On top of that, you have to laugh at the endless "What's this worth" threads that receive low ball answers from potential buyers and high ball answers from potential sellers.

On the other hand, I am sure that every year a chunk of existing milsurps get bubba'd, ruined, blown up, or dumped at gun buybacks. It is really hard to answer these types of questions.
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Old 02-12-2017, 1:34 PM
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We also have to consider ammo supplies. I am continually amazed at how cheaply bonafide 100% original Arisakas can be had for peanuts. Ammo! Or lack of it..

Before anyone responds with the knee jerk response "Meh, just reload.. it is cheap and easy!" it must be realized that a lot of people (including me at the moment) do not have the time, interest, or attention span needed to set up a reloading bench and make ammo. There is a convenience factor that in many cases overshadows the long term savings of reloading, not to mention the large initial investment that reloaders conveniently glaze over when boasting of how clever they are and all the money they are saving.
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Old 02-12-2017, 1:43 PM
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I am of the opinion that deals are always out there to be had, regardless of the trend of the market.

While others are reminiscing about the good old days of barrels of mosins for $29 and scoffing at people paying current market prices just last year I picked up a package deal including an all matching VKT M39, an Arisaka, and three Tilka 91/30 Mosins for a grand total of $385.

The Tikkas were project rifles and I cleaned them up, kept one and sold the other two for $375. So I ended up with an M39, Arisaka, and round receiver Tilkka 91/30 for $10 bucks.
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Old 02-12-2017, 2:05 PM
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Quote:
Originally Posted by Bobby Ricigliano View Post
There is a convenience factor that in many cases overshadows the long term savings of reloading, not to mention the large initial investment that reloaders conveniently glaze over when boasting of how clever they are and all the money they are saving.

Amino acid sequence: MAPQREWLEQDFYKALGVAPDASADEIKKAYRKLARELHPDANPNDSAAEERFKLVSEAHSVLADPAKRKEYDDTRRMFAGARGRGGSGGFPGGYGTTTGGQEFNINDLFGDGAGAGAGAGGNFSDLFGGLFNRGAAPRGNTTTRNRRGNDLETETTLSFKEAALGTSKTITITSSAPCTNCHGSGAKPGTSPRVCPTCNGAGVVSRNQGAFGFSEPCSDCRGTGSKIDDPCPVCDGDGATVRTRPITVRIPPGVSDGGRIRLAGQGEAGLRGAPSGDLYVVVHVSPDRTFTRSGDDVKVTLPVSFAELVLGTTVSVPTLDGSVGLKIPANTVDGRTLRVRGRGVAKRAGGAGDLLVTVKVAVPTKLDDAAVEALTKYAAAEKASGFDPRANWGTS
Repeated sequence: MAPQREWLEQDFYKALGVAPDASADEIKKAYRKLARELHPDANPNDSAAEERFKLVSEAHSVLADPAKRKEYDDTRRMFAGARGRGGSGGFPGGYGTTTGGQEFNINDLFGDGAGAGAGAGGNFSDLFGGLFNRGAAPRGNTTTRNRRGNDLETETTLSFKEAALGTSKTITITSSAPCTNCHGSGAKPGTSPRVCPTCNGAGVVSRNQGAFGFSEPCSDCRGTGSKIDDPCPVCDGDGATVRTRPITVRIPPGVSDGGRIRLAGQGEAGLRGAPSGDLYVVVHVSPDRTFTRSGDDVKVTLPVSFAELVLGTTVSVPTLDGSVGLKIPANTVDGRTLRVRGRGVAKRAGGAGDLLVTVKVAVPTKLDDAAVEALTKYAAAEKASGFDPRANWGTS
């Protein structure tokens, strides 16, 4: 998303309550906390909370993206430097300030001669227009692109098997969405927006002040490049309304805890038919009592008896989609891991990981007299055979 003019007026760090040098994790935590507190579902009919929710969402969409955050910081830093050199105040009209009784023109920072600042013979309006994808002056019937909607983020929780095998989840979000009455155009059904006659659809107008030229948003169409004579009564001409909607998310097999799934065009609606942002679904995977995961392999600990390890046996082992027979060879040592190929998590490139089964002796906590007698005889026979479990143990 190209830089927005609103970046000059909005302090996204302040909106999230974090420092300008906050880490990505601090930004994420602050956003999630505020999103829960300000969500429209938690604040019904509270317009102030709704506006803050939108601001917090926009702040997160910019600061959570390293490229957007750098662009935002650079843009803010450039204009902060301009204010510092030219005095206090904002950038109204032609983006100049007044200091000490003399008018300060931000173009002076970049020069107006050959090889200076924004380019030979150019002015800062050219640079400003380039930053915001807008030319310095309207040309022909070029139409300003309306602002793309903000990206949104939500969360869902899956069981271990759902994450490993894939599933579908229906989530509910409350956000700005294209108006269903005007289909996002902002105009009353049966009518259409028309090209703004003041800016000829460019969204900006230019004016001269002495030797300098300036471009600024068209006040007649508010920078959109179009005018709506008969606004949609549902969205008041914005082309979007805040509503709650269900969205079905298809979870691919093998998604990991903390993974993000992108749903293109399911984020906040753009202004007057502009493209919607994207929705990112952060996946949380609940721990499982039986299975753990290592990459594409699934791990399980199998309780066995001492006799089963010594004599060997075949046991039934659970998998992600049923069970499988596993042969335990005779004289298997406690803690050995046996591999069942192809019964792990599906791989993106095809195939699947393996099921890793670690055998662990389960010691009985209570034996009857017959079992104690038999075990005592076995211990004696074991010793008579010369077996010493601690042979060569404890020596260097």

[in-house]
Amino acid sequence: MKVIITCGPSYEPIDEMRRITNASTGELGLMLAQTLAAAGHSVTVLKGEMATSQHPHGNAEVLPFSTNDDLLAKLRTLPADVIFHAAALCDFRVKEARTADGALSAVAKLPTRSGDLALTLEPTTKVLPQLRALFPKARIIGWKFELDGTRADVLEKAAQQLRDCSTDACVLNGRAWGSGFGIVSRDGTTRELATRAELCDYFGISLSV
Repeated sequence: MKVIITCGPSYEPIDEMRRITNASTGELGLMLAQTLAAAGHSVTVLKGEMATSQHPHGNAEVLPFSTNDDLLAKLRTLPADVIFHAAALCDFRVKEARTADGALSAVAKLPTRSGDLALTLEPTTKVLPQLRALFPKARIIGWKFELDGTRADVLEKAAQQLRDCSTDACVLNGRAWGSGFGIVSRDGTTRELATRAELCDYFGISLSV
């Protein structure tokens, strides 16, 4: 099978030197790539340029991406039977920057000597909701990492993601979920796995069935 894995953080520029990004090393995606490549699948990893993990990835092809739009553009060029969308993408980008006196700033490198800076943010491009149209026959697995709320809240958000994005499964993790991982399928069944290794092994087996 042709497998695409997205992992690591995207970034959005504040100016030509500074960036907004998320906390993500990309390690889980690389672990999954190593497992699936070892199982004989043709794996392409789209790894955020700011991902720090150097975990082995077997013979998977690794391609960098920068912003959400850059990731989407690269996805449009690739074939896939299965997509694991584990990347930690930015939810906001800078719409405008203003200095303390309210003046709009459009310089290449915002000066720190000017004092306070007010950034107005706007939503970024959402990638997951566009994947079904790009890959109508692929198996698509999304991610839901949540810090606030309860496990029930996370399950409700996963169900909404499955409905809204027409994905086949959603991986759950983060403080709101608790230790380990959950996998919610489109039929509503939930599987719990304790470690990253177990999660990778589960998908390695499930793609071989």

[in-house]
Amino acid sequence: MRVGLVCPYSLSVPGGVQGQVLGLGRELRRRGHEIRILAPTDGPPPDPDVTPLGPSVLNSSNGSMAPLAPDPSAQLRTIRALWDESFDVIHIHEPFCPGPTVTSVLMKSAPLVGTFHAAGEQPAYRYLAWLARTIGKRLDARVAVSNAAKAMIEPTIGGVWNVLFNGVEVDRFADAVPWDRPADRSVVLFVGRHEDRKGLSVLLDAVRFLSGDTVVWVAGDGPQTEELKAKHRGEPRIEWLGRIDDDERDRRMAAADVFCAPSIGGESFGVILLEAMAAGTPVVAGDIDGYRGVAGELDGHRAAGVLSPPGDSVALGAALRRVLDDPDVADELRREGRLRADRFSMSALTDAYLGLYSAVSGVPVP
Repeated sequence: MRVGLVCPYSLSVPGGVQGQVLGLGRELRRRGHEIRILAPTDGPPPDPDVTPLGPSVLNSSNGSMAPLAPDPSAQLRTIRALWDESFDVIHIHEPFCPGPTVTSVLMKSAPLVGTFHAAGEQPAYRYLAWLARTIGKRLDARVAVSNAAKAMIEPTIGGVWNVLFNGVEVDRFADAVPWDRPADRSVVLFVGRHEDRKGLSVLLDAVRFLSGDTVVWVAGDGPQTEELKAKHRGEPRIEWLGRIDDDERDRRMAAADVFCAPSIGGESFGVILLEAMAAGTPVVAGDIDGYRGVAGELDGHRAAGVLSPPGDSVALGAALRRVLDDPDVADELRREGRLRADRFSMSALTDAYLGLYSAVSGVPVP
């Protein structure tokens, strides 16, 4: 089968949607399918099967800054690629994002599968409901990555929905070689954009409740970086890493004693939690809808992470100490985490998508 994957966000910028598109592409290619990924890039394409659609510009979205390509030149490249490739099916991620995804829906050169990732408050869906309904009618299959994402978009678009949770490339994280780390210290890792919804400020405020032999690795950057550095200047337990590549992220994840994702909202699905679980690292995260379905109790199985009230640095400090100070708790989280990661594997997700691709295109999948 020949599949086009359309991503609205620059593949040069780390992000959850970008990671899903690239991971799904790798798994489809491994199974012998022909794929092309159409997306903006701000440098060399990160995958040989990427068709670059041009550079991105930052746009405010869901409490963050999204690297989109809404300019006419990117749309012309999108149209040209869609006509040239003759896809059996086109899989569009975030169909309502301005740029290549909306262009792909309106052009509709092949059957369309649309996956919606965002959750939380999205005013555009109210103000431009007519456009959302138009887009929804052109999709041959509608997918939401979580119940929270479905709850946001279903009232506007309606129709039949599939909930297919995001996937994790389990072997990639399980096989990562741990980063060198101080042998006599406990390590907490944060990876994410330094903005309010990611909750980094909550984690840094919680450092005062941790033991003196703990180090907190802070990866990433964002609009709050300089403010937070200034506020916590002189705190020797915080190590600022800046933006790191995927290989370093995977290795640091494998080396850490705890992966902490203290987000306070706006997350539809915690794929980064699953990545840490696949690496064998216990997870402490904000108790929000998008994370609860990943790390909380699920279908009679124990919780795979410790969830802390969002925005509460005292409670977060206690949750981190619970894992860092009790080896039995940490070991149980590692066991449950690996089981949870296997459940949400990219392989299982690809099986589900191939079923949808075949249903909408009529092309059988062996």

I started reloading 40+ years ago so my initial investment was amortized a L-O-N-G time ago. So yes, the savings in rolling my own are quite substantial.
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Old 02-12-2017, 2:41 PM
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If you look at the actual realized prices at some of the major auctions, prices are skyrocketing...

This question has been floated for decades... The answer has always been, no, prices of good quality C&R's will continue to rise..

It's been proven over and over.
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Old 02-12-2017, 2:47 PM
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To be fair Bobby, I get the objections by many about reloading, but I can tell you that most new reloaders buy way too much stuff, fancy Dillons and lots of cool toys like annealers, Giraud trimmers, etc. If one seriously wants to reload, mainly to feed an obscure caliber like that, you'd be amazed at what can be done with hardly any investment. My point is, most of the gloss over factor is because many people are lazy, they want it to come easier and they pay for convenience. I look at my own bench and I have a good chunk of change tied up in it, even though I don't have any Dillons or even a progressive press.